Would a Madrid-type attack favour Blair, Howard or Kennedy?

Would a Madrid-type attack favour Blair, Howard or Kennedy?

    Would this bring out the best in Tony Blair?

As the people of Spain remember the 191 people who died in the Madrid bombings just a year ago what would be the impact on a UK General Election if a terror outrage on this scale happened in the run-up to polling?

Would Tony Blair’s support for George Bush and his tough stance on terror reinforce the desire of voters for a third Labour term or would the Prime Minister be blamed for making the UK a more likely target because of the Iraq War?

In Spain, of course, the explosions came less than 72 hours before the election in which the Socialists ousted the right-wing Popular Party led by Jose Maria Aznar. The opposition, which had vehemently opposed Iraq got the benefit, helped in no small part by the way ministers tried to link what had happened to the the Basque-separatist movement, ETA.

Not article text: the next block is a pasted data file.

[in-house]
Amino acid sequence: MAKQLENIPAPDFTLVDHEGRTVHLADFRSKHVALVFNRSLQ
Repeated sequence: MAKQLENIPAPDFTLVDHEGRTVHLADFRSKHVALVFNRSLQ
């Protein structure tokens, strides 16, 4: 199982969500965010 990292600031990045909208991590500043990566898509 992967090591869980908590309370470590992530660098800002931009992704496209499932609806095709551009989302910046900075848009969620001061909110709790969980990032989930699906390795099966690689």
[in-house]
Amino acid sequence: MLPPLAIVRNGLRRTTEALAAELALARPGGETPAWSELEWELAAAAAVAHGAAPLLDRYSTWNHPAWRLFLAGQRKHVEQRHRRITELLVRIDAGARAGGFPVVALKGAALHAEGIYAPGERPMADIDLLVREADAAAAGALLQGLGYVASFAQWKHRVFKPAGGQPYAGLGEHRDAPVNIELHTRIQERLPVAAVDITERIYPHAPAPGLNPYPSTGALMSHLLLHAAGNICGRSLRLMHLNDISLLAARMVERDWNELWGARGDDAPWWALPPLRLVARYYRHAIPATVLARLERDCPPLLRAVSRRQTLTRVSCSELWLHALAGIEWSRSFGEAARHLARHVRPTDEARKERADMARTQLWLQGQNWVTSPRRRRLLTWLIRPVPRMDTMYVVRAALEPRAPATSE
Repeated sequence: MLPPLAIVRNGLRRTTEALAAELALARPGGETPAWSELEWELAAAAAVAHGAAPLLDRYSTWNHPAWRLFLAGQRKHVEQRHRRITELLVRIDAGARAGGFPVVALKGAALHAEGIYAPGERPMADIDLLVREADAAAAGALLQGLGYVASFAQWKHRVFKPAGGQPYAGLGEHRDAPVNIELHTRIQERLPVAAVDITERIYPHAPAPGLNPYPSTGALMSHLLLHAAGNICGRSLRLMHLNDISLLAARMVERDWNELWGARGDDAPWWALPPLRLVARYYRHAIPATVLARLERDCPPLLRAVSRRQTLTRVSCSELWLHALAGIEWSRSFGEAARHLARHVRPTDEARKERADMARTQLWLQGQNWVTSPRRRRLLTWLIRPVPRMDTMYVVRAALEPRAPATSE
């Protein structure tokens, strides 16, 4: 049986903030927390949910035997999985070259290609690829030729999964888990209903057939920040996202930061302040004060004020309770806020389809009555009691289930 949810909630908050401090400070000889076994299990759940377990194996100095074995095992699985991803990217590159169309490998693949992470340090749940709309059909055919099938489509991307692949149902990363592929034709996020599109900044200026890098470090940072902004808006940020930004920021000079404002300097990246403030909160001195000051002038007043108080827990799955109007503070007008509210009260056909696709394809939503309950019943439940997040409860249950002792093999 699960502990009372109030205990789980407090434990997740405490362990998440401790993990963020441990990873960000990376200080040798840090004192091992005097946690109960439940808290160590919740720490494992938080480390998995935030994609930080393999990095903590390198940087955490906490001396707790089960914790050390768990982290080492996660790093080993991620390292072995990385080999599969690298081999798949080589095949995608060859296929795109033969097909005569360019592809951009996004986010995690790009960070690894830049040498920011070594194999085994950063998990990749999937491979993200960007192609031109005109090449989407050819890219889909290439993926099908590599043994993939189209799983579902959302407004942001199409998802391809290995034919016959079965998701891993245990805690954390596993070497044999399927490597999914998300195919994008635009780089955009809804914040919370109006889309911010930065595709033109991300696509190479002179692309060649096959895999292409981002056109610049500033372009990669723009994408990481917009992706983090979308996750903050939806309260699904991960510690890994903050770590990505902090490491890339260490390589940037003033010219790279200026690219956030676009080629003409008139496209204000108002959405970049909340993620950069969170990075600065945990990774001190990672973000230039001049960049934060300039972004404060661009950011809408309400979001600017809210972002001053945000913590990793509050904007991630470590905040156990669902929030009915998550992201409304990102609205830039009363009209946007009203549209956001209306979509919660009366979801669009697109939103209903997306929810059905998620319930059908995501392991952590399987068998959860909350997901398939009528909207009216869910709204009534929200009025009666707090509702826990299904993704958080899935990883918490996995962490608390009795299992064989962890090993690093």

For looking at what happened there it was the way that politicians reacted that seems to have been the deciding factor rather than the bombings themselves.

There is little doubt that the ability of Tony Blair to sense accurately and articulate the public mood at times of disaster is one of his greatest political strengths. The way he responded to Princess Diana’s death and his immediate reaction to September 11th put him in a class apart from UK politicians.

He would judge to perfection the moment when to start turning the political knife into those who, for instance, made life hard during the terror bill’s passage through Parliament.

Michael Howard is proving to be the great “attack dog” of British politics – qualities that might not be at a premium in the aftermath of an awful attack. He’s been at his weakest whenever he’s tried to exploit Tony Blair’s position on Iraq and his legalistic style might not suit the mood of the moment.

Charles Kennedy would probably get this one right and his ability to sound non-political and be believed would increase his esteem in the eyes of many voters.

© Mike Smithson 2005

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